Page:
116 F3d 485 Saipan Hotel Corp v. National Labor Relations Board

116 F.3d 485

SAIPAN HOTEL CORP., d.b.a. Hafadai Beach Hotel, Petitioner,
SAIPAN HOTEL CORP., d.b.a. Hafadai Beach Hotel, Respondent.

Nos. 96-70403, 96-70483.

United States Court of Appeals, Ninth Circuit.

Argued and Submitted May 6, 1997.
Decided June 12, 1997.

NOTICE: Ninth Circuit Rule 36-3 provides that dispositions other than opinions or orders designated for publication are not precedential and should not be cited except when relevant under the doctrines of law of the case, res judicata, or collateral estoppel.

view counter

Petition for Review of an Order of the National Labor Relations Board, Nos. 37-CA-3977, 37-CA-3978, 37-CA-3983, 37-CA-4027, 37-CA-4051, 37-CA-4068, 37-CA-4074, 37-CA-4134.






Saipan Hotel Corporation petitions for review of an NLRB order directing it to reinstate with backpay certain workers against whom the NLRB found Saipan Hotel to have engaged in a variety of unfair labor practices, such as intimidating employees who engaged in union activity, refusing to allow employees to discuss the terms of their employment with other employees, and firing or refusing to rehire employees who were associated with the union. The NLRB cross-petitions for enforcement of its order.


Saipan Hotel argues principally that the NLRB lacks jurisdiction, but we resolved that issue against Saipan Hotel in a published opinion, filed simultaneously with this memorandum disposition. In the alternative, Saipan Hotel argues that the parties' joint stipulation presented only the jurisdictional issues for decision, which would mean that the merits of the unfair labor practices charges are not before us. The NLRB responds that Saipan Hotel's refusal to defend on any ground other than jurisdiction functioned as an effective admission of the factual allegations in the complaint.


The joint stipulation, ER 2136-40, shows that the parties presented the merits of the labor dispute, as well as the jurisdictional question, before the NLRB. The stipulation provides that it, and the exhibits it described, "shall constitute the entire record in this case, and no oral testimony is necessary or desired by any of the parties." ER 2139. Next, the stipulation states that Saipan Hotel withdrew its answer to the complaint, with the exception of its defenses relating to the NLRB's assertion of jurisdiction. Id. Later, the stipulation states that "[t]he Respondent [Saipan Hotel] denies the commission of any unfair labor practices under the National Labor Relations Act because it asserts that the Board does not have jurisdiction in these cases." Id. And the stipulation stated that "the parties desire to submit this case for findings of fact, conclusions of law and order directly by the Board." Id.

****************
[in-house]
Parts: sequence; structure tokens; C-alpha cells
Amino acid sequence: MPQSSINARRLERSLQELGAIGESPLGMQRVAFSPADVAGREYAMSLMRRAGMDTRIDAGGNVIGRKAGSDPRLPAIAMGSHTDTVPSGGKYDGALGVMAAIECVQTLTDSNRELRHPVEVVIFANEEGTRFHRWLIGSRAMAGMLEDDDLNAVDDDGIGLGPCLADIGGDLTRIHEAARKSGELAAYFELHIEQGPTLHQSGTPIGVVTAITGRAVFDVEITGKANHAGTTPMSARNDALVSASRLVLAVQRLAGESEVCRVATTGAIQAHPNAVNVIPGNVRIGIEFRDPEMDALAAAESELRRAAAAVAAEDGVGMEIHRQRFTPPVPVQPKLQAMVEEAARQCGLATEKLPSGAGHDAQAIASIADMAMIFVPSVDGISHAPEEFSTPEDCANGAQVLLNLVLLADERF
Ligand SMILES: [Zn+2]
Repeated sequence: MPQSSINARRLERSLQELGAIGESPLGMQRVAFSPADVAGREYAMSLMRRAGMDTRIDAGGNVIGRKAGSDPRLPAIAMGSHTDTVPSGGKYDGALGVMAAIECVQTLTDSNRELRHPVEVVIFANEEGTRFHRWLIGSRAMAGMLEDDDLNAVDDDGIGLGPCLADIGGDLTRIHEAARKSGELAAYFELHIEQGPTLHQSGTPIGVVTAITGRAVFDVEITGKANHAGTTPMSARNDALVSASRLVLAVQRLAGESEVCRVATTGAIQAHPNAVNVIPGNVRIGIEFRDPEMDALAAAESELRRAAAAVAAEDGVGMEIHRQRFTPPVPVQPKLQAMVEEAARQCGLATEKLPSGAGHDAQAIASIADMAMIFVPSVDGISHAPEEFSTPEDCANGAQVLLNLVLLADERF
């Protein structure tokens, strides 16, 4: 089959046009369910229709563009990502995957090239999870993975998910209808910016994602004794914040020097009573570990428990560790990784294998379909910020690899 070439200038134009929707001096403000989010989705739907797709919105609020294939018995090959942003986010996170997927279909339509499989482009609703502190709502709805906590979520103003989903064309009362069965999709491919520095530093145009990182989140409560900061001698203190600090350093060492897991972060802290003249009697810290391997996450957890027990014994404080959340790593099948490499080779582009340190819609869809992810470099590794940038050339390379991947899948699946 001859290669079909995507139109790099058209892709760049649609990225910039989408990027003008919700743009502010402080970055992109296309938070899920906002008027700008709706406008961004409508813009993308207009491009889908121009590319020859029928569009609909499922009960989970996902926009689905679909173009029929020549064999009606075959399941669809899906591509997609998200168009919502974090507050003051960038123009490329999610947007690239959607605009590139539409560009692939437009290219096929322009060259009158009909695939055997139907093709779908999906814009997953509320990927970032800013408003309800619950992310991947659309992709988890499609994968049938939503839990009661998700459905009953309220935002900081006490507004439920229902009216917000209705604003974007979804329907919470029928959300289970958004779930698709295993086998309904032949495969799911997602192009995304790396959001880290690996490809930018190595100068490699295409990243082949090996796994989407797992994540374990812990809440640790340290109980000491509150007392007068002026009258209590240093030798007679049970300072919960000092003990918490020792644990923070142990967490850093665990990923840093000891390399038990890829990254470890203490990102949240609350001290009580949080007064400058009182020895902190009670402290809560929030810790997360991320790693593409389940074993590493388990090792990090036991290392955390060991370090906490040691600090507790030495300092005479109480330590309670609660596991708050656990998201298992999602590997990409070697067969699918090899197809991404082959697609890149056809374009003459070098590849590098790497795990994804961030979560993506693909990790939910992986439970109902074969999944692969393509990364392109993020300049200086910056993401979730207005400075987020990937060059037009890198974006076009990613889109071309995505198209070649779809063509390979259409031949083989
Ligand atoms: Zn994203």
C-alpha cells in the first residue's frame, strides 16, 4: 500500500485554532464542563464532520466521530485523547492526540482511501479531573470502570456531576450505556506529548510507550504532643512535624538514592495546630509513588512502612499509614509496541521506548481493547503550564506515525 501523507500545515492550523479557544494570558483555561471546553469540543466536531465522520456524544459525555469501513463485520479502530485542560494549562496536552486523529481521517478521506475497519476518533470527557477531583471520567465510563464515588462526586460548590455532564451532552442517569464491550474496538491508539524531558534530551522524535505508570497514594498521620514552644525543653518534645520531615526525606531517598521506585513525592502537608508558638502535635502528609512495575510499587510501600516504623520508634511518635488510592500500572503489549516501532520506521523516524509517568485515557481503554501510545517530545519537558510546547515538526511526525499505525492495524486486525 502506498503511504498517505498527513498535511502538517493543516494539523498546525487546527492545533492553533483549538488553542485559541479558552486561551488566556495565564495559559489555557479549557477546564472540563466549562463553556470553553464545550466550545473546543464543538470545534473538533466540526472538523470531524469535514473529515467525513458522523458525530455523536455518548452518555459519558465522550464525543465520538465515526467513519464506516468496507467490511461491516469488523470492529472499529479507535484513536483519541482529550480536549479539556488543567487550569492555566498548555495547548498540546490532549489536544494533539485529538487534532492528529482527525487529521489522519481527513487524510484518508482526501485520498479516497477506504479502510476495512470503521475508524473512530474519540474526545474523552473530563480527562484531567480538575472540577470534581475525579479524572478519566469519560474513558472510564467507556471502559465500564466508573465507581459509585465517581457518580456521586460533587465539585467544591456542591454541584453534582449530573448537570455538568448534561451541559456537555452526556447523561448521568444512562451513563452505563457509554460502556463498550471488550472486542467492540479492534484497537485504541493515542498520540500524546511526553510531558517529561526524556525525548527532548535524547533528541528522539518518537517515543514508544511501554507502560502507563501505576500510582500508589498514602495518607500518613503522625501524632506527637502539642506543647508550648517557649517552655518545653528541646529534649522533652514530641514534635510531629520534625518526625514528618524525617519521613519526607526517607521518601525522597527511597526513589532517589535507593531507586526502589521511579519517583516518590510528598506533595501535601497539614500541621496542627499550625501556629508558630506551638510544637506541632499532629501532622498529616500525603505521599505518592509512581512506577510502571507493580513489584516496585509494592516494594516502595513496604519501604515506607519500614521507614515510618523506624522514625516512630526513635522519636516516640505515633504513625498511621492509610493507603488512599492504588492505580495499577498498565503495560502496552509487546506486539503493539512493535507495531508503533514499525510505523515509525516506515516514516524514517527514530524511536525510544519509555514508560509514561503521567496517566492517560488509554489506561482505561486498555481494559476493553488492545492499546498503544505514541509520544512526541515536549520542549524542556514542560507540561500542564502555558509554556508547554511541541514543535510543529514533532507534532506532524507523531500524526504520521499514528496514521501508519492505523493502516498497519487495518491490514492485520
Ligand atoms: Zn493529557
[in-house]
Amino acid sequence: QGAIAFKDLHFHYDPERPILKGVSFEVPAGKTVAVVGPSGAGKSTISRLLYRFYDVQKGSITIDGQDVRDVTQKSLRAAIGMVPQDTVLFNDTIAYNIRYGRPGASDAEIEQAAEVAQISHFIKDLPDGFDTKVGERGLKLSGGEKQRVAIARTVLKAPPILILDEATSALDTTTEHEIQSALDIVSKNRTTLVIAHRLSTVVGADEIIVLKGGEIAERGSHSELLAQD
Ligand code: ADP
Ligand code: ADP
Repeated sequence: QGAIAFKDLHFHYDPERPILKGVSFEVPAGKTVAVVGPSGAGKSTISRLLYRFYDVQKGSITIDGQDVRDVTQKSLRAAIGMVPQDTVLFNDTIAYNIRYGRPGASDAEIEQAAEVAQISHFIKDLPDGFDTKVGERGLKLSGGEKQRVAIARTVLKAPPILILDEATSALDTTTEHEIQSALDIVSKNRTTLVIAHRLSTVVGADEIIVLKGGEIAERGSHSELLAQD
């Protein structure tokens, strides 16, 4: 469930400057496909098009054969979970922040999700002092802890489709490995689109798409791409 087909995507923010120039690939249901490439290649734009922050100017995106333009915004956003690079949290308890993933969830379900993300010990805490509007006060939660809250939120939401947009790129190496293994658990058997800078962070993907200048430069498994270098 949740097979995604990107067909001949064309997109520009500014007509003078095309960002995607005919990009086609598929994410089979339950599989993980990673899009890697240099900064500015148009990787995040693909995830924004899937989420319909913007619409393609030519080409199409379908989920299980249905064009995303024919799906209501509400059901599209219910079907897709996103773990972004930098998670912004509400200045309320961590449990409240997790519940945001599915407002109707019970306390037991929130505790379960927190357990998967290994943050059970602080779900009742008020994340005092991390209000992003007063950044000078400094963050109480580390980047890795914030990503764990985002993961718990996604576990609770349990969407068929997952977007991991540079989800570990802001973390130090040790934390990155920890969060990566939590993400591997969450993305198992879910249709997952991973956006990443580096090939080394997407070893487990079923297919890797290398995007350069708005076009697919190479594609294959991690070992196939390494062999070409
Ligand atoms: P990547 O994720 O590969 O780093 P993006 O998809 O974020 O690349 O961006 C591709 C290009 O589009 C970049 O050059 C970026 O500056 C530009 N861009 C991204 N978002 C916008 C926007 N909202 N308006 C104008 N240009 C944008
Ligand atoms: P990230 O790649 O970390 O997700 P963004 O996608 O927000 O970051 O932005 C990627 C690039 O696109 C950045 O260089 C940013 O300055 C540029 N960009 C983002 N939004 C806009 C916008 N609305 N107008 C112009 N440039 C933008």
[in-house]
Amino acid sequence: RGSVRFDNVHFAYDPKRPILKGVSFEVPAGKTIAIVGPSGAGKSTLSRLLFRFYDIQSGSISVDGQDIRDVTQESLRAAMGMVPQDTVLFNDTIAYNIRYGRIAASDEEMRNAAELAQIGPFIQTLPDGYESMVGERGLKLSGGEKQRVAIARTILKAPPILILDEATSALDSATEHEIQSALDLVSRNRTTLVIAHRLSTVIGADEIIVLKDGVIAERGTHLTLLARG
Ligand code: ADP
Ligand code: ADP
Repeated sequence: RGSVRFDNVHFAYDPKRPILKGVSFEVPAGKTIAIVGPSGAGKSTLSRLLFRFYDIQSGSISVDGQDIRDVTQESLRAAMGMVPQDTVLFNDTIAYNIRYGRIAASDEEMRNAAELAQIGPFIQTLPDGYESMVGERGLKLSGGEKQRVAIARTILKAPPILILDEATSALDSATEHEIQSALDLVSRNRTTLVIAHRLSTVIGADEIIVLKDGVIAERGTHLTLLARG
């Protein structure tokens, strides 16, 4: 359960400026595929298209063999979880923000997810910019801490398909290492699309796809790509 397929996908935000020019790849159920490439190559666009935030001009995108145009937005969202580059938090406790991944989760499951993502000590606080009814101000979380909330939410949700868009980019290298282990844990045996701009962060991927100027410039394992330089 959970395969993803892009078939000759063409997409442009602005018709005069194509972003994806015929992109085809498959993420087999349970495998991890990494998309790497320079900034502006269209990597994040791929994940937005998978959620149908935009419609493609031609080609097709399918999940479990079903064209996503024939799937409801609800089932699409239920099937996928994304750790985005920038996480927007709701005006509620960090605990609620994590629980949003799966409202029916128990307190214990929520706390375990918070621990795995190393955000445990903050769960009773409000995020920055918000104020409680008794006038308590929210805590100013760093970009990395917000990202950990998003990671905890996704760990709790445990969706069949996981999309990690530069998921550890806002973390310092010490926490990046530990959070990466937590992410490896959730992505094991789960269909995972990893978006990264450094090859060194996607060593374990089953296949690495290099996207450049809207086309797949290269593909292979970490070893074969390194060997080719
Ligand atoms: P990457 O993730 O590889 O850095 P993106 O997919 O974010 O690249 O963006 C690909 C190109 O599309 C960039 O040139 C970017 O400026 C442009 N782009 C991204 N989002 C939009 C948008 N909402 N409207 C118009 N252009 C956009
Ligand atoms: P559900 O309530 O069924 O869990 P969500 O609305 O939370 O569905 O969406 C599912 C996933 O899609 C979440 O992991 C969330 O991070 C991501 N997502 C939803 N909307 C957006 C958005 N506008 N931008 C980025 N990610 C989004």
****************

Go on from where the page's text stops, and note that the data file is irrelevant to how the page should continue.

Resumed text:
Notwithstanding Saipan Hotel's possible intent to have bracketed out of the case the merits of the labor dispute, the stipulation plainly provides that the parties submitted the case, in its entirety, for decision by the NLRB. Certainly Saipan Hotel defended only on jurisdictional grounds, but Saipan Hotel was aware that the complaint, which was incorporated into the stipulation as exhibit B, and was thus part of the record presented to the NLRB, alleged that Saipan Hotel representatives had committed acts that violated the NLRA. Indeed, Saipan Hotel merely "denie[d] the commission of any unfair labor practices"--and withdrew its answer explaining that position. Id. The NLRB cannot be faulted, therefore, for issuing a remedial order against Saipan Hotel.

view counter

The CNMI, as amicus curiae for Saipan Hotel, argues that, even if the NLRB had authority to impose some remedy, the remedy the NLRB imposed forced Saipan Hotel into a Hobson's Choice between violating the terms of the NLRB's order or violating the CNMI's laws. The NLRB ordered reinstatement of nonresident workers, but the CNMI states that resident workers had already been hired to fill the vacant positions. Because CNMI's Nonresident Workers Act ("NWA") requires employers to accord preference to resident workers, 3 N. Mar. I.Code § 4411, CNMI argues that Saipan Hotel was placed into an impossible position: if it fired the replacement resident workers for no reason other than to fill their positions with particular nonresident workers, it would violate CNMI law; if it refused to reinstate the discriminatee nonresident workers, it would violate the NLRB's remediation order.